Optimize Your Website With Google Pagespeed Insights

Google Pagespeed Insights is a great tool if you want to optimize your website’s speed and increase your UX and SEO ranking in the process. Insights scores websites on a 100 point scale, with a score above 85 being considered in the “well optimized” range. It’s best to get as high a score as possible, although getting 100/100 is not necessarily the ideal situation. Sometimes you have to implement certain elements that have a significant positive impact on UX, but a relatively negative impact on page loading speed. In this article, we’re going to take a look at how to optimize several commonly encountered insights for your WordPress website.

1. Optimize Images

This warning from Insights is best solved by installing a plugin such as Optimus Image Optimizer from KeyCDN. With a bulk optimization feature and a focus on lossless compression, which reduces size without affecting quality, Optimus is a very powerful tool. With one click, you can compress your entire existing library, and all images will be compressed upon upload. On top of that, the plug-in can compress images to the .webp format, which can be used in combination with WordPress Cache Enabler to ensure much faster download times.

2. Minify Javascript and CSS

This problem can also be fixed by installing a plug-in, in this case Autoptimize. Within Autoptimze’s settings, you have the option to enable HTML, JavaScript, and CSS code optimization.

3. Render-Blocking Resources Above the Fold

This issue can stem out of two sources:

  • JavaScript/CSS files
  • Fonts

JavaScript/CSS files

Any JavaScript or CSS file that is above the fold is render-blocking. In order to fix this problem you have to save the following settings in Autoptimize:

  • Uncheck “Force JavaScript in <head>” under the JavaScript Options section
  • Check “Inline all CSS?” under the CSS Options section

Fonts

Some fonts can be a problem, since they use CSS above the fold. Depending on what type of font you use, whether it’s Font Awesome, Google Fonts or any other type of font, all workarounds require you to bring these elements below the fold code-wise.

4. Leverage Browser Caching

This is an issue that can be solved with the KeyCDN plug-in alongside WordPress CDN Enabler. These two plug-ins deliver assets with cache-control headers. However there are some cases in which themes or certain elements are not delivered with the CDN. In this case, you will have to tinker a little bit with the code in .htaccess file in order to manually add cache-control headers to the server of origin.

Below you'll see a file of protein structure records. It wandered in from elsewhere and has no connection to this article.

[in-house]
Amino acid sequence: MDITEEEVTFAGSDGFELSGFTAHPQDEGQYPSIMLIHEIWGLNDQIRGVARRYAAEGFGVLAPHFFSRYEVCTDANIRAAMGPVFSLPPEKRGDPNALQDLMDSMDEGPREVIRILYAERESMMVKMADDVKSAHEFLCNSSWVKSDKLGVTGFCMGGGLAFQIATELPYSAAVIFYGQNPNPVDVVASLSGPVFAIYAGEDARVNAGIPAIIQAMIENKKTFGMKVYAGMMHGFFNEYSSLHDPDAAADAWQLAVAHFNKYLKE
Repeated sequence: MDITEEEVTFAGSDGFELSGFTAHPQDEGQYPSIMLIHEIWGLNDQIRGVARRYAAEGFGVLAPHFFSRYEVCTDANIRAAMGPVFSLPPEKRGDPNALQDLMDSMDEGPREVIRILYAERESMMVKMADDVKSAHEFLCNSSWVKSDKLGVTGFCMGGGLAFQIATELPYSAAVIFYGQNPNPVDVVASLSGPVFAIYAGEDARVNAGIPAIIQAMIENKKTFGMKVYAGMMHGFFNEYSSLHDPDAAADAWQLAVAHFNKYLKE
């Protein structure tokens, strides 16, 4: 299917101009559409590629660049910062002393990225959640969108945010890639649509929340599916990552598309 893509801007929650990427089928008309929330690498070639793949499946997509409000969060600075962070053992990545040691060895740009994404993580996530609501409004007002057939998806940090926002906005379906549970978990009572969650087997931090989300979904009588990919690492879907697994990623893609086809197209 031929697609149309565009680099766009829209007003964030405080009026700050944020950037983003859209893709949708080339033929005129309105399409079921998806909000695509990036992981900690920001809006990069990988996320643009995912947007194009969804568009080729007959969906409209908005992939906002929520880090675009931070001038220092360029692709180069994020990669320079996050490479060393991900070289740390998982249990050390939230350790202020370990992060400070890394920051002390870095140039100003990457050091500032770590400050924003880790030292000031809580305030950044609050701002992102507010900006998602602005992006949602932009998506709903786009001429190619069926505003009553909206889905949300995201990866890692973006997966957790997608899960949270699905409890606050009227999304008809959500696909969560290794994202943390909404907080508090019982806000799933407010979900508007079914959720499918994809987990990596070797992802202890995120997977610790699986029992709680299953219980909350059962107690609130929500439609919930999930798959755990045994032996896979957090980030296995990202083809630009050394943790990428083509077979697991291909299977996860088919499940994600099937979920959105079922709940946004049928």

5. Google Analytics

This is can be an almost unfixable problem, which many developers skip optimizing altogether. However, some clients will demand perfect 100/100 scores on Insights, and if this is the case, there are some workarounds.

The reason behind this issue is the 2 hour cache lifetime of the http://www.google-analytics.com/analytics.js script, which Google refuses to change. The end result is that a lot of websites have this as an active issue.

To fix this, you can use Jesse Luoto’s ga-lite script. When delivered from jsdelivir, it will automatically set the appropriate headers to the scripts. Copy and paste the code below before the </body> tag, into your footer, and update it with your UA tracking ID.

<script src=“https://cdn.jsdelivr.net/ga-lite/latest/ga-lite.min.js” async></script> <script> var galite = galite || {}; galite.UA = UA-XXXXXX; // Insert your tracking code here </script>

This solution is not foolproof, but it usually gets the job done.

6. Reduce server response time

This is a relatively straightforward issue to fix. If this pops up, it means that you have to upgrade to a faster web host and potentially implement a CDN.

Conclusion

Google Pagespeed Insights is a great tool in case you want to deliver the best UX possible. With faster loading times and a stronger UX, you can reduce bounce rates and increase retention and conversion. However, it is not an infallible, and as you deepen your understanding of the presented issues, you might want to solve some of them, while others are best left alone in favor of elements that have a much more positive impact on the UX.

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